Juice of 1/2 Lemon
Place the prepared fruit into a large bowl. Squeeze over the juice of the reserved half of Orange and the juice of half a lemon. Mix gently through the fruit. Serve in individual bowls with a dollop of Creme Fraiche.
This zingy Fruit Salad is a superb finish to this meal and really tops it off.
AND NOW THE MEAL CAN BE SERVED – hand carved chicken slices, with roasted vegetables, a slice of Yorkshire Pudding and drizzled generously with the chicken and white wine gravy. Finishing off with zingy Fresh Fruit Salad served with a dollop of Creme Fraiche…. DELICIOUS and so simple to do. Meal enjoyed, of course, with a large glass of white wine – I had Sauvignon Blanc…!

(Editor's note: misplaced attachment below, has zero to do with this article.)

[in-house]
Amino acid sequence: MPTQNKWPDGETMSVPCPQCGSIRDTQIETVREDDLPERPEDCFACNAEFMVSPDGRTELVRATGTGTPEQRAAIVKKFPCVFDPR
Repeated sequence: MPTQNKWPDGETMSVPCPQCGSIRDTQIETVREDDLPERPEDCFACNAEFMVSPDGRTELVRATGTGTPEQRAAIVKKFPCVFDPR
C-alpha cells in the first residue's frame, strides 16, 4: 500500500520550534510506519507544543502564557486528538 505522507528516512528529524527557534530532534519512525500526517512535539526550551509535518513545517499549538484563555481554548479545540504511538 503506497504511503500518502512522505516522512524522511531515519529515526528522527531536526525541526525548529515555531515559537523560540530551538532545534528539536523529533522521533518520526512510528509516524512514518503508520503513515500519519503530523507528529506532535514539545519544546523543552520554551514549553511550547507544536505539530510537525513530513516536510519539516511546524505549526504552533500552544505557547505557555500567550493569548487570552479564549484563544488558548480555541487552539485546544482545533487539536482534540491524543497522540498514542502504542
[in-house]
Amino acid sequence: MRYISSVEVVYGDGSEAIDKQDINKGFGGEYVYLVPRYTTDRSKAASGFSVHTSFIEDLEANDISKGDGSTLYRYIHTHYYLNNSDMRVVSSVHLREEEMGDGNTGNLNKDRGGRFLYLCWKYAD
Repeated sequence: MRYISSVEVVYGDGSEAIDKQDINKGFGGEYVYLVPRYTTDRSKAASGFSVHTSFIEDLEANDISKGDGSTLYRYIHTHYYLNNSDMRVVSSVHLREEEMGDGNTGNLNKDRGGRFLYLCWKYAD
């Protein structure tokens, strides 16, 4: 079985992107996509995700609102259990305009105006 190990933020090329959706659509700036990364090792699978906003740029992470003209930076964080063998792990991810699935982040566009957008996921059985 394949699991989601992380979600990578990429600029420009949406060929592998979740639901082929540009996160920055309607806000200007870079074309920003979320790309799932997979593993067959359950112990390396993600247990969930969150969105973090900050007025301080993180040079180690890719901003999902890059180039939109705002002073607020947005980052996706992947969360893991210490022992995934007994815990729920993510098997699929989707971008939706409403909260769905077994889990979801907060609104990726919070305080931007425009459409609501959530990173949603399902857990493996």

The rich colours of Autumn emerging. Hawthorn berries at the bottom of my garden. I love the colour…
And you can eat them…. I will post a recipe once I have picked some berries and decided what to make with them
What superb weather we’re having. Tonight is truly a real English summer’s evening. The balmy breeze after the heat of the day and time to relax on the patio. I don’t much feel like being in the hot kitchen, so I rustled up a salad with tender leaves, baby plum tomatoes, celery, radishes and avocado, topped with olive oil soaked and baked crusty bread croutons, torn into large pieces and drizzled and tossed in a warm mustard, olive oil and honey dressing. Served with some warm sausage rolls and a dollop of Branston Pickle. Mmmmmm, and washed down with a dry white wine spritzer. Now time to watch the sun setting over the cow peppered meadows! I love English summers and the simplicity of salad dishes.